The weekly recap of what is going on in the world of biomechanics.
The reverse Magnus effect in golf balls
You might have heard about it: Golf balls are the fastest sport’s balls with the longest carry distance . This fact makes the aerodynamics of the ball quite interesting since small changes in design can cause major differences in the ball’s flight behavior, and ultimately influence the outcome of the game. Earlier this year, a technical note was published in ‘Sports Engineering’ which reported interesting observations about the impacts of the golf ball design on its flight behavior.
The team took three commercially available golf balls with different dimple patterns and shot these through their lab. What sounds like a good time playing golf at first, was definitely a highly standardized experiment: The group used a pitching machine to accelerate the balls. In this machine, the pneumatic linear accelerator expedites the ball along with two opposing surfaces, one with high friction and the other one with low friction. By changing the distance the ball rolled along the two surfaces, the scientists were able to control the spin rate. This setup allowed led the team to reach spin rates of the ball of up to 3000 rpm!
Ball speed, location, and rotation were measured using light gates and high-speed video cameras. The spin of the ball is of utter relevance since we know that the Magnus-Effect influences the flight path of spinning, round (or cylindric) objects. So let’s have a look at the aerodynamics: The airflow around a flying ball can either consist of laminar boundary layers (Fig.2a) or turbulent boundary layers (Fig.2b). It depends on the ball’s speed whether the flow is laminar or turbulent, as well as the size of the wake. Right here, it is most important to know that the turbulences behind the ball can slow it down.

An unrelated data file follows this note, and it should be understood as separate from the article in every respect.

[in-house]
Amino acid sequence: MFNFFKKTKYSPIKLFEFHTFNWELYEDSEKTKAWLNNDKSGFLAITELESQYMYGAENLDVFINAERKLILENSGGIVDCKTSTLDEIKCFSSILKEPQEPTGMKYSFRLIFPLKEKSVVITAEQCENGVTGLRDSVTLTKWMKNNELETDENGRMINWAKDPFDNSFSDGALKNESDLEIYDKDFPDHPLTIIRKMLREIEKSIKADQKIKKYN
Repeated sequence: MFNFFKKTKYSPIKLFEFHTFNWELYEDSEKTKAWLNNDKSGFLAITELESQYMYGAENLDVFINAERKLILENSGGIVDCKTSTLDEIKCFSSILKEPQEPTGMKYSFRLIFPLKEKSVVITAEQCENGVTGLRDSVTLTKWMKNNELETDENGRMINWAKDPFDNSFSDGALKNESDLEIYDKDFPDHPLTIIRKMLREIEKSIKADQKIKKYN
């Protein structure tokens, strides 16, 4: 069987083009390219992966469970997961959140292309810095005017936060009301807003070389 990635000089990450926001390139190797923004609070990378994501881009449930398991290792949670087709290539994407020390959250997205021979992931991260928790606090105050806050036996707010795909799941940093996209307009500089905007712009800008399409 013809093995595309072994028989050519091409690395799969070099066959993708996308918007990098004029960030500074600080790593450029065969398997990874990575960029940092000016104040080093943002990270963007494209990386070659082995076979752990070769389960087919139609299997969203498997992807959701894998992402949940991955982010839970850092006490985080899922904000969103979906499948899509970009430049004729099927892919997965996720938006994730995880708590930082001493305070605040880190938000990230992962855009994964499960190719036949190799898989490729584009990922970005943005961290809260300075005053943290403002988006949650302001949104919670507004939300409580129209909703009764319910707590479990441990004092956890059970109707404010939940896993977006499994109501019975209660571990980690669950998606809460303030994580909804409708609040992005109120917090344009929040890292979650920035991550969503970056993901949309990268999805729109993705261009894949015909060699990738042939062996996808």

But then a golf ball can also spin, and that changes the flow again: A golf ball with backspin, where the top of the ball is moving with the flow while the bottom moves against the flow, shows two different relative air-to-ball-surface speeds. This leads to the upward force known as the Magnus effect (Fig.2c).
But then, what’s the reverse Magnus effect? The ball might travel near the speed where the laminar boundary layer shifts towards a turbulent one, and the right amount of backspin can cause a laminar flow on the top side, but a turbulent flow at the bottom. As a result, the Magnus effect changes its direction, pulling the ball downward (Fig.2d).
Interestingly, the critical speed is usually met during short chip shots and not in long drives. But this effect can occur with multiple sports balls traveling at their relative critical speed, as for example baseballs .
Lyu, B., Kensrud, J. & Smith, L. The reverse Magnus effect in golf balls. Sports Eng 23, 3 (2020). https://doi.org/10.1007/s12283-020-0318-1
 Goff JE (2013) A review of recent research into aerodynamics of sport projectiles. Sports Eng 16(3):137–154 https://link.springer.com/article/10.1007/s12283-013-0117-z?shared-article-renderer
 Kensrud JR (2010) Determining aerodynamic properties of sports balls in situ, Washington State University https://www.researchgate.net/publication/342207484_Investigation_of_the_Aerodynamic_Drag_of_Baseballs_with_Gyro_Spin